SAN FRANCISCO - Confronted with the unblinking eyes of surveillance cameras, Michael Naimark believes he can hide in plain sight with the aid of a $1 laser pointer.
Mr. Naimark, a Silicon Valley artist and technologist, decided to try turning the tables on what he saw as the potential for Big Brother surveillance after the Sept. 11 attacks.
His is a Little Brother response: using inexpensive laser pointers to temporarily blind those omnipresent electronic eyes. He plans to post his 13-page, single-spaced treatise on the subject this week on his Web site, www.naimark.net.
"The question 'if a camera's aimed at me can I not be in the image?' became a haunting obsession," he said. "The answer is yes."
But in these security-conscious times, one person's civil liberties can be another's shortsighted anarchy.
"It's possible that Harry Potter's invisibility cloak may not be viewed as a good thing for the community," said Kevin Kelly, an editor at Wired magazine. "We have laws prohibiting jamming police radar. It will be interesting to see if camera-jamming becomes illegal."
Nonetheless, Mr. Naimark's obsession is emblematic of a national debate that is growing as video cameras proliferate - a proliferation that results both from falling monitoring costs, made possible by the Internet, and increasing safety concerns in the face of crime and terrorism [...]
The rush to surveillance in the wake of Sept. 11 is revitalizing a growing group of civil liberties activists who, like Mr. Naimark, are determined to limit the spread of networks of inexpensive video cameras that are appearing in virtually all public spaces.
In New York City, the Surveillance Camera Players, a guerrilla theatre troupe, is placing hand-drawn maps of video camera locations on the Internet and staging brief politically inspired performances in front of the cameras.
The group was co-founded by Bill Brown, an American literature scholar, who said the troupe was sympathetic to Mr. Naimark's opposition to the ubiquitous video eyes but took a different tack, highlighting the emerging surveillance world through a series of street parodies.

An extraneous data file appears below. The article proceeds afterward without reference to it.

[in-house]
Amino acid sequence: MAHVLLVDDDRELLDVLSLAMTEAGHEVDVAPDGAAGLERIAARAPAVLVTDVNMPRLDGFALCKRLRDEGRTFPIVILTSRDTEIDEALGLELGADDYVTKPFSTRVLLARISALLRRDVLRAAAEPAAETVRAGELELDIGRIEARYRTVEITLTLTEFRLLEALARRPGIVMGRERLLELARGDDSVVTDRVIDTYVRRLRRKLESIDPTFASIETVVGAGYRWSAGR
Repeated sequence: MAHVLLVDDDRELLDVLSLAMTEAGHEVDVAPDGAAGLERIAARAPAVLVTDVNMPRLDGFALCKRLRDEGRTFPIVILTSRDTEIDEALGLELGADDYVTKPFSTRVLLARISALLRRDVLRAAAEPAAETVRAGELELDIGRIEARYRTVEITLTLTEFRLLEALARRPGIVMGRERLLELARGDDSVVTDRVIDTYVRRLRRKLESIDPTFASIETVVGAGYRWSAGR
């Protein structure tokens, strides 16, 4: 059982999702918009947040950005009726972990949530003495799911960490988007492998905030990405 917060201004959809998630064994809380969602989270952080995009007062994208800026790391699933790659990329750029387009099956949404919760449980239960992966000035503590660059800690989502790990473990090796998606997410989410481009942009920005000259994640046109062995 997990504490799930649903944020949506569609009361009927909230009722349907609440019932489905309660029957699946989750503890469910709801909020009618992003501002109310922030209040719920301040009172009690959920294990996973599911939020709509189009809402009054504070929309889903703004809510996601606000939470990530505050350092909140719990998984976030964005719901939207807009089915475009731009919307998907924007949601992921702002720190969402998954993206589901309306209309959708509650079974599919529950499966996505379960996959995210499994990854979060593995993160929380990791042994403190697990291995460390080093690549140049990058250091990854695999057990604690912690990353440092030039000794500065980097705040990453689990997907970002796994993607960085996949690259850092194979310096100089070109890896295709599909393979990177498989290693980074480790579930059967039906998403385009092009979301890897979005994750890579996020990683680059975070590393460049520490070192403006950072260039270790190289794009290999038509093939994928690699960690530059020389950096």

"His methods are quite different from ours," Mr. Brown said. "We're philosophical anarchists. We never engage in illegal activity, but we believe the greatest weakness of those who operate the surveillance systems is that they require secrecy."
One person who said he occasionally sees Mr. Brown's group perform is Brian Curry, the chief executive and founder of EarthCam, based in New York City, which makes surveillance camera systems and operates a network of seven cameras aimed at Times Square that constantly beam video images over the Internet.
His Web site, www.earthcam.com, attracts 50,000 to 75,000 visitors each day, Mr. Curry said, and he frequently sees people standing in Times Square waving at his cameras while they talk on their cellphones."We're offering a window on the world that is very much like sitting in a restaurant and looking out on the street," he said. "To try to inhibit this by saying it represents a brave new society where people are losing their privacy is far-fetched" [...]
That is not the view of a group of privacy advocates in Washington, who are suing the Metropolitan Police Department under the Freedom of Information Act to force disclosure of technical information about a network of video cameras that has been established in the city.
The value of video cameras to improve safety and detect terrorists has been greatly overrated, according to Marc Rotenberg, the executive director of the Electronic Privacy Information Center, a nonprofit advocacy group based in Washington.
Like the Surveillance Camera Players, Mr. Rotenberg said he worries that while Internet-viewable cameras might offer entertainment, there are other networks of private and law enforcement cameras that collect information secretly on behalf of the government.
"There has been a reduction in privacy and there has been an expansion in government secrecy," he said. "We give up our privacy, but we don't gain openness in exchange" [...]
(Written by John Markoff and published in the 6 October 2002 issue of The New York Times.)
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